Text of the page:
9. Paying close attention to cultural fit when recruiting digital leaders.
Organizational cultures that promote innovation and collaboration, minimize functional silos, and focus on the customer are more likely to thrive in a digital world. Libraries are compelled to find and empower leaders who can advance digital objectives, given the pace, values, intensity, structure, decision-making process and role of digital in our libraries. Effective leaders are willing to jolt an entrenched culture when necessary. The jolt should be inspirational rather than threatening, but digital leaders must ensure that the institutions that are charged with making information resources available do so in the most up-to-date and effective way.
The digital leader will help all staff see the value of offering digital services and help staff acquire the skills they need to navigate in the new world.
10. Understanding the motivations of top talent.
The simple reality is that the best talent is always in short supply and in high demand. Libraries need to cultivate these talented staff and make it attractive for them to stay with the organization. To do this, there needs to be a clear digital strategy for the library’s development, but most of all there must be an entrepreneurial culture that values experimentation and creativity; and a reporting structure that empowers leaders with digital skills. Too often, we confuse seniority with leadership. We cannot expect the younger generation of up and coming leaders to be interested in an organization that expects everyone to learn how the elders did it. We are in a new environment that calls for new thinking and experimentation with new processes and procedures.
Digital leaders are distinguished from non-leaders by their different combinations of skills, attitudes, knowledge, and their professional and personal experiences. Leadership must be driven by unique attitudes appropriate for the distributed, digital age. Digital leaders must be flexible and adaptable, and possess wide intellectual curiosity and a hunger for new knowledge. They must be willing to see value in sharply different perspectives, and be comfortable with uncertainty, and like all leaders of all times, must possess true passion for what they do. They look globally for solutions and challenges, and also hunger for constant learning. They maintain a more egalitarian and results oriented approach than the leaders who came before them.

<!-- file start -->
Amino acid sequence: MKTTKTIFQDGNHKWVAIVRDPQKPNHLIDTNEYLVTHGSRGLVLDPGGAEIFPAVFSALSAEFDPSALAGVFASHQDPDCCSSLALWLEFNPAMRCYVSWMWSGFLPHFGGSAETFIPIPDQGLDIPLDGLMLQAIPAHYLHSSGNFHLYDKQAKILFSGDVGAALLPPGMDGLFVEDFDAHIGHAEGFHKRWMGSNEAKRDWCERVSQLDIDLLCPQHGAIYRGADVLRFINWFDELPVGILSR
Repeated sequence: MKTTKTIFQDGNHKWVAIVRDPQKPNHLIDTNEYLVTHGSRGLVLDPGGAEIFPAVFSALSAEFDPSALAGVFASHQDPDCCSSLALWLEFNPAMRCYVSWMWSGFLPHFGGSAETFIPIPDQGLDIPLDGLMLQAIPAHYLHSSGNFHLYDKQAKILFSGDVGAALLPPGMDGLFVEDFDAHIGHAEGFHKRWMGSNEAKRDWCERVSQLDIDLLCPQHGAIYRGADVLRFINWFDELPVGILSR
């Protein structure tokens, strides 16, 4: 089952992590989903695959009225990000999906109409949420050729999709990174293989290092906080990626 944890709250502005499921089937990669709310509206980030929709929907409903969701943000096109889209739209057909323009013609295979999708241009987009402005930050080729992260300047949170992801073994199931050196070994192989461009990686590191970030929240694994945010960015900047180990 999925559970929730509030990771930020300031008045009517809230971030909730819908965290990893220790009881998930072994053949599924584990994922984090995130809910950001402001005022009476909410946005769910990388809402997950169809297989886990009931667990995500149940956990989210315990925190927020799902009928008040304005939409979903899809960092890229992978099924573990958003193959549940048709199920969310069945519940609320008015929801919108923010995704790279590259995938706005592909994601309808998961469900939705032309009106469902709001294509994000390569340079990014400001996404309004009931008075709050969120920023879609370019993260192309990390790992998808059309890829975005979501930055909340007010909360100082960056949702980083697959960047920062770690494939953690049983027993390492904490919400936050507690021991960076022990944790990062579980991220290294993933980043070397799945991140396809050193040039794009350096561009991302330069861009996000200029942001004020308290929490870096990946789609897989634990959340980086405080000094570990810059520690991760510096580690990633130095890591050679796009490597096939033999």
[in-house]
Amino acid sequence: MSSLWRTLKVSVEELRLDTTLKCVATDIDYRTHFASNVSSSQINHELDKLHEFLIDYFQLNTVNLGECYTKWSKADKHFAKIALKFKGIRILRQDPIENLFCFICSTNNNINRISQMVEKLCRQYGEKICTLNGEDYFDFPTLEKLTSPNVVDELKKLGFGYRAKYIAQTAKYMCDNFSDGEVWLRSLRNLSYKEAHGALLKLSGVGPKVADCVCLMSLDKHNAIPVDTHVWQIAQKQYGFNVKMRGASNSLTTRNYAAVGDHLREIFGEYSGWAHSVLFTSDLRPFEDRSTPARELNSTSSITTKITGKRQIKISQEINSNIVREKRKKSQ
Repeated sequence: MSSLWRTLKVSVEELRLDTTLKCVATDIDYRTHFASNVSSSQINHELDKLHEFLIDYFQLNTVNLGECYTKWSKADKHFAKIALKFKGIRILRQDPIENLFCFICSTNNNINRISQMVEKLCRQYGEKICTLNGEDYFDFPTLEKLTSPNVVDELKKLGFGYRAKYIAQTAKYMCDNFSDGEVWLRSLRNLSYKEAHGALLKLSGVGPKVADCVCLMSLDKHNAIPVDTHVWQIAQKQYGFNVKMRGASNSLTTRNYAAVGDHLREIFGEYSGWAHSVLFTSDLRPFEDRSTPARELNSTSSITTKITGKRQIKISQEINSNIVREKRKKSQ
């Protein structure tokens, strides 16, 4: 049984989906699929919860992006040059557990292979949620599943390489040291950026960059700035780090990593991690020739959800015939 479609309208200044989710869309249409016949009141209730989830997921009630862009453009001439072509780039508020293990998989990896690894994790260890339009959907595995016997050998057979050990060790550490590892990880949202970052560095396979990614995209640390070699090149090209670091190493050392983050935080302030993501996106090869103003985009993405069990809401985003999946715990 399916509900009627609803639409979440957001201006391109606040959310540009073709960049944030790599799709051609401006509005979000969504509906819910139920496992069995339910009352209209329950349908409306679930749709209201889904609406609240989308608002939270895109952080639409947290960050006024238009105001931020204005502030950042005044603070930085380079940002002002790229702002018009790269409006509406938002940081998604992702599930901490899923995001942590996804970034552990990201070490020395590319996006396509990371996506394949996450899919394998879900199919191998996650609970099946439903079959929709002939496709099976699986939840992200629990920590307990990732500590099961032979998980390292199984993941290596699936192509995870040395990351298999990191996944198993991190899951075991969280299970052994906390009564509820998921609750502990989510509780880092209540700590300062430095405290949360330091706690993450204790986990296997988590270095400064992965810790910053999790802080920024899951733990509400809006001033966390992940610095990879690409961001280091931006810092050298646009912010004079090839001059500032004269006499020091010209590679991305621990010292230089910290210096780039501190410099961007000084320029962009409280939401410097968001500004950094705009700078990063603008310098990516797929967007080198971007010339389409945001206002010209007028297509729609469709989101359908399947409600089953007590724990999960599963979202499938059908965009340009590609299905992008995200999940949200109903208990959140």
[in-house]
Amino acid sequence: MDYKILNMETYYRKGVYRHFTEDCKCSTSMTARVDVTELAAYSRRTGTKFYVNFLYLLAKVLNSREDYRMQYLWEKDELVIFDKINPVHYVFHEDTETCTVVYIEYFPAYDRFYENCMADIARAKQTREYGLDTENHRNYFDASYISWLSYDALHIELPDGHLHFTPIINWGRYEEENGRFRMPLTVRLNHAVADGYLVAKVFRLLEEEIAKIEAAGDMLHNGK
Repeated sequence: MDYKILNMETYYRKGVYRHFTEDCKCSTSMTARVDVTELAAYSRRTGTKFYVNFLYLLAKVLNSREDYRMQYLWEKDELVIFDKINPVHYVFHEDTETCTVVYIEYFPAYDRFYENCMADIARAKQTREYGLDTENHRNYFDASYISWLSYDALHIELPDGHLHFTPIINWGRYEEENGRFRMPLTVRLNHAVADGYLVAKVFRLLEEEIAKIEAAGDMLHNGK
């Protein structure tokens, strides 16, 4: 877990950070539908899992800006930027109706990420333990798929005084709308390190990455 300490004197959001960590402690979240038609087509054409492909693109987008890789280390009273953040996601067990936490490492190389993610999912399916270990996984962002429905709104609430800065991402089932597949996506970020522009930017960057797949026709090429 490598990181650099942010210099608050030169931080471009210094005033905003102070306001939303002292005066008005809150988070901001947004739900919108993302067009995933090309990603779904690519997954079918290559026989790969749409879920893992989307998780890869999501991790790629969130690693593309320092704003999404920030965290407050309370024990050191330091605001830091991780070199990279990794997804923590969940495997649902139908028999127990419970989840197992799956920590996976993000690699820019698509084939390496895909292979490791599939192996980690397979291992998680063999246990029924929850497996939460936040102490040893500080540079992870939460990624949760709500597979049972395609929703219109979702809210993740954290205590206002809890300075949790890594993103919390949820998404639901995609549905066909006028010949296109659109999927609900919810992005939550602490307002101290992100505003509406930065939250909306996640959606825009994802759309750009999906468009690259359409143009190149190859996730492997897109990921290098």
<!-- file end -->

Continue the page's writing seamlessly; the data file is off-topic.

The reason we need to concern ourselves with defining digital leadership is that libraries are in a pivotal moment, and a digital mindset is needed at every level of the organization. The utilization of digital technology in making research and teaching and learning easier and more efficient for those they serve is critical. Libraries’ very survival depends on making the transition from a local institution to a node in a national and international information ecosystem. The skills needed to build a local collection are not sufficient for seeing the challenges and opportunities in a global environment.
Digital leaders’ greatest opportunity is to choose the next generation of librarians who will complete the digital revolution. It is truly an exciting time in which we can realize the dreams we have had for decades to make information resources easily and abundantly accessible to students, faculty, and the general public. Digital technology has opened the doors for us, and I eagerly await the creativity of the next generation of librarians to demonstrate the power of digital technology to provide information services that improve student learning, advance research, and inspire individual growth.
- Joshua Rothman, “Shut Up and Sit Down: Why the Leadership Industry Rules,” The New Yorker, February 29, 2016, http://www.newyorker.com/magazine/2016/02/29/our-dangerous-leadership-obsession. ↑
- Christopher Nadhern, Dana Wade, Jonathan Harper, and Grant Duncan, “’Talent 3.0’” Solving the Digital Leadership Challenge: A Global Perspective,” http://www.slideshare.net/oscarmirandalahoz/pagetalent-30-solving-the-digital-leadership-challenge-a-global-perspectives. ↑